with six legs, two long antennæ, and four eyes. These larvæ are hatched in the nests of bees; and when the male bees emerge from their burrows, in the spring, which they do before the females, the larvæ spring on them, and afterwards crawl on to the females while paired with the males. As soon as the female bee deposits her eggs on the surface of the honey stored in the cells, the larvæ of the Sitaris leap on the eggs and devour them. Afterwards they undergo a complete change; their eyes disappear; their legs and antennæ become rudimentary, and they feed on honey; so that they now more closely resemble the ordinary larvæ of insects; ultimately they undergo a further transformation, and finally emerge as the perfect beetle. Now, if an insect, undergoing transformations like those of the Sitaris, were to become the progenitor of a whole new class of insects, the course of development of the new class would be widely different from that of our existing insects; and the first larval stage certainly would not represent the former condition of any adult and ancient form.
On the other hand it is highly probable that with many animals the embryonic or larval stages show us, more or less completely, the condition of the progenitor of the whole group in its adult state. In the great class of the Crustacea, forms wonderfully distinct from each other, namely, suctorial parasites, cirripedes, entomostraca, and even the malacostraca, appear at first as larvæ under the nauplius-form; and as these larvæ live and feed in the open sea, and are not adapted for any peculiar habits of life, and from other reasons assigned by Fritz Müller, it is probable that at some very remote period an independent adult animal, resembling the Nauplius, existed, and subsequently produced, along several divergent lines of descent, the above-named great Crustacean groups. So again, it is probable, from what we know of the embryos of mammals, birds, fishes and reptiles, that these animals are the modified descendants of some ancient progenitor, which was furnished in its adult state with branchiæ, a swim- bladder, four fin-like limbs, and a long tail, all fitted for an aquatic life.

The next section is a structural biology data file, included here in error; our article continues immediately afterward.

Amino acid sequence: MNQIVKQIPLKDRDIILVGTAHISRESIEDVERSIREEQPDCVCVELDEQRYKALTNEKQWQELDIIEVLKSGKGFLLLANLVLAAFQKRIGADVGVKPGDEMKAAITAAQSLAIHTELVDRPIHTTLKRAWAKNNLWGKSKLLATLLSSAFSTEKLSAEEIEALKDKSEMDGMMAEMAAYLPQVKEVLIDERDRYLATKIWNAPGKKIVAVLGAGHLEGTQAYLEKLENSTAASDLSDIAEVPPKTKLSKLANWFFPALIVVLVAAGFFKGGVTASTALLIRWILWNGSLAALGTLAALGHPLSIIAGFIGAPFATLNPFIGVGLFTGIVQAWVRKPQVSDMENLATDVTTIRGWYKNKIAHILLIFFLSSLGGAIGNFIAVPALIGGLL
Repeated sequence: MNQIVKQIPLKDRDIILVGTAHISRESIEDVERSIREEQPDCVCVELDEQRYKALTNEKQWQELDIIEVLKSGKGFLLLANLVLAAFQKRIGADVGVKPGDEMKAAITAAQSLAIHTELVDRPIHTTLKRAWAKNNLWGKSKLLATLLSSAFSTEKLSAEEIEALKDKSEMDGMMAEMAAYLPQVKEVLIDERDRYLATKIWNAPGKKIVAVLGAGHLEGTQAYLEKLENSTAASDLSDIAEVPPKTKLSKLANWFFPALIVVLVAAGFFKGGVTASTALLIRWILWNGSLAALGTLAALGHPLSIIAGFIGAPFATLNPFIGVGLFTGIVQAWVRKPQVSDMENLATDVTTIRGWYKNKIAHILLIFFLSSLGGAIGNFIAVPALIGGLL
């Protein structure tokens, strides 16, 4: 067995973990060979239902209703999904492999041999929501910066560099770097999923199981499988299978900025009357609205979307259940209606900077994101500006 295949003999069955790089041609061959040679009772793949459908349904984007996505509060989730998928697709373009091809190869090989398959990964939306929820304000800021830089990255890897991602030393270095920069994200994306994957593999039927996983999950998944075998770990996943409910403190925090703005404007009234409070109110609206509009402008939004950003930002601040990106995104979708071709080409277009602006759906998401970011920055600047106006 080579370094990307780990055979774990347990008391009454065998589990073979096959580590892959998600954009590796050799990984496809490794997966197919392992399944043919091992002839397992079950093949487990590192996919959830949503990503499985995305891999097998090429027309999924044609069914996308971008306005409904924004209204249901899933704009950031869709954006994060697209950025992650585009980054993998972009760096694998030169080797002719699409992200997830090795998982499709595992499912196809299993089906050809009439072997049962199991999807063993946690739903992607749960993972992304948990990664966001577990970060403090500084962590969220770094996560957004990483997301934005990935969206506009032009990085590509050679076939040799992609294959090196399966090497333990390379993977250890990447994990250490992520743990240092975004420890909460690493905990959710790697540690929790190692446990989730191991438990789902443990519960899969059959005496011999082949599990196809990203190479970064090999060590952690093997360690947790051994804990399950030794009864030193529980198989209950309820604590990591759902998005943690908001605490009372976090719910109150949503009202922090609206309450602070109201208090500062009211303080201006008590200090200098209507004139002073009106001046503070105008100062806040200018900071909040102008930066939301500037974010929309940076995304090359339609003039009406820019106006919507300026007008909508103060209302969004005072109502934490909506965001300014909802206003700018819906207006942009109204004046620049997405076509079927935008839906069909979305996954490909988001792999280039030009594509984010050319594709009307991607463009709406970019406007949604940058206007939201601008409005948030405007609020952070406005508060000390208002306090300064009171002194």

As all the organic beings, extinct and recent, which have ever lived, can be arranged within a few great classes; and as all within each class have, according to our theory, been connected together by fine gradations, the best, and, if our collections were nearly perfect, the only possible arrangement, would be genealogical; descent being the hidden bond of connexion which naturalists have been seeking under the term of the Natural System. On this view we can understand how it is that, in the eyes of most naturalists, the structure of the embryo is even more important for classification